What tests will your child need?

Your child may need a variety of tests, including some of the following:

  • blood work to measure arterial blood gases, pH, haemoglobin, and blood sugar
  • oxygen saturation monitoring
  • a chest X-ray
  • an electrocardiogram (ECG)
  • an echocardiogram
  • cardiac catheterization

What is the difference between a sign and a symptom?

Signs and symptoms are not the same things. A sign is a clinical feature of a disease or condition that the doctor looks for. It is something that can be seen or measured. This includes things like redness or the heart murmur, things that the patient may not necessarily feel.

A symptom is something the patient feels or complains about, like fatigue or pain. Symptoms cannot be directly observed. Both signs and symptoms are assessed in order to make a diagnosis.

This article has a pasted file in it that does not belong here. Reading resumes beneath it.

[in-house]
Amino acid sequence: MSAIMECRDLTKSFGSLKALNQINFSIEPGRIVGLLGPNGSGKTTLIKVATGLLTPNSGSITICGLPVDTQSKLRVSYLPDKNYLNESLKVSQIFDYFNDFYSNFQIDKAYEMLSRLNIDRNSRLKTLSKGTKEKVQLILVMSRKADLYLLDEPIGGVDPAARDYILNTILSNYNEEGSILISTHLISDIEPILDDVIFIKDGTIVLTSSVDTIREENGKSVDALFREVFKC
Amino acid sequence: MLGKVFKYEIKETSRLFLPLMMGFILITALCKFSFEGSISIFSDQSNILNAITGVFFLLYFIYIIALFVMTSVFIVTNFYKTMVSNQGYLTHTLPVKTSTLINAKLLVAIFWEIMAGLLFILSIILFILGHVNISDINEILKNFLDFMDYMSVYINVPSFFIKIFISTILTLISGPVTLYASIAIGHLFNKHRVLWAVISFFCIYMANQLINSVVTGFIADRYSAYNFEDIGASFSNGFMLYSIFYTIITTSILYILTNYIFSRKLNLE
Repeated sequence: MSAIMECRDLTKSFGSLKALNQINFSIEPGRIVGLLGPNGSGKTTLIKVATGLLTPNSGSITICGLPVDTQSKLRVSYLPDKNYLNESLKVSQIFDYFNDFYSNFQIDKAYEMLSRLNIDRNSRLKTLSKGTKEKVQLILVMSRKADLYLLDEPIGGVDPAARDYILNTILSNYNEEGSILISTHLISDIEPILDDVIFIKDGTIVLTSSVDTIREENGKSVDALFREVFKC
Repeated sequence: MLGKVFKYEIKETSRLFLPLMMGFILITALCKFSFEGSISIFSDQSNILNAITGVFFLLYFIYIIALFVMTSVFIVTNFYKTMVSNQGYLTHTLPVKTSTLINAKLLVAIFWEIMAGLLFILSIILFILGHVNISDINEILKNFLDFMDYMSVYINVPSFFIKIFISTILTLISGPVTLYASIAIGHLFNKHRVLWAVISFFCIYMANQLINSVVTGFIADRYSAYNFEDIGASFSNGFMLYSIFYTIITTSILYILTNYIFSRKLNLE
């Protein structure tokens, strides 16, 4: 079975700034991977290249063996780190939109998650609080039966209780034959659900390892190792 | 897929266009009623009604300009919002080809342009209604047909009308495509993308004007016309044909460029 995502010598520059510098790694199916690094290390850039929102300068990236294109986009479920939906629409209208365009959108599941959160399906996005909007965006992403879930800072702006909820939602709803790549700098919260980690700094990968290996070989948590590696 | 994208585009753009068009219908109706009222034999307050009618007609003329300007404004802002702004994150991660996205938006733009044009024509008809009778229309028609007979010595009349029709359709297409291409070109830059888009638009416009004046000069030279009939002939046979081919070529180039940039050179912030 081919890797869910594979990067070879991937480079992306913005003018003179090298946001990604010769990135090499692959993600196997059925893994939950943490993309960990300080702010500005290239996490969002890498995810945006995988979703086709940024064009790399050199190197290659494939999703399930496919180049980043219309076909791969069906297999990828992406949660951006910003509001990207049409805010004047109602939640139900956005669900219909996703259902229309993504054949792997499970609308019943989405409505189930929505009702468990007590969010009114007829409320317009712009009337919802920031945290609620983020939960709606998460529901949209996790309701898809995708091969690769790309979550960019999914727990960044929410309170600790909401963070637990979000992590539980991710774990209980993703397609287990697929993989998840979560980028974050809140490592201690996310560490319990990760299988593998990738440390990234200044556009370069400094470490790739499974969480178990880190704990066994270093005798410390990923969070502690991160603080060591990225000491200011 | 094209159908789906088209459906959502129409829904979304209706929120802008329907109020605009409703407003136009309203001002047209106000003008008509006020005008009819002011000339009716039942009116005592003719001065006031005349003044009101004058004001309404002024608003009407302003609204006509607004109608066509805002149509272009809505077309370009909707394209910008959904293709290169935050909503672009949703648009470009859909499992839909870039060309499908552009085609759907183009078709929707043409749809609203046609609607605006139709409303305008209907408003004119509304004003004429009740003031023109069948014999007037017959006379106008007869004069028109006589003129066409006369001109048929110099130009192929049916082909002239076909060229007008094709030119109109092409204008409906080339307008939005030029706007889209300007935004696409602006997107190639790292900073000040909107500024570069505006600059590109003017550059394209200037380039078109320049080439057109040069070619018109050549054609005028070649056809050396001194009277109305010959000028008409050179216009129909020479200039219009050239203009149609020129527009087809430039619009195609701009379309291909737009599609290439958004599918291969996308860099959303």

What influences how common or severe a symptom is?

Symptoms and signs vary according to the type and severity of the heart condition, the child’s activity level, and whether or not the child has been treated for the heart condition.

What are possible symptoms of a heart condition?

  • rapid heartbeat
  • difficulty breathing (shortness of breath)
  • cyanosis (“blue spells”)
  • difficulty with feeding (prolonged or ineffective)
  • failure to thrive (poor growth)
  • decreased exercise tolerance
  • palpitations
  • fainting/dizziness
  • chest pain

What are possible signs of a heart condition?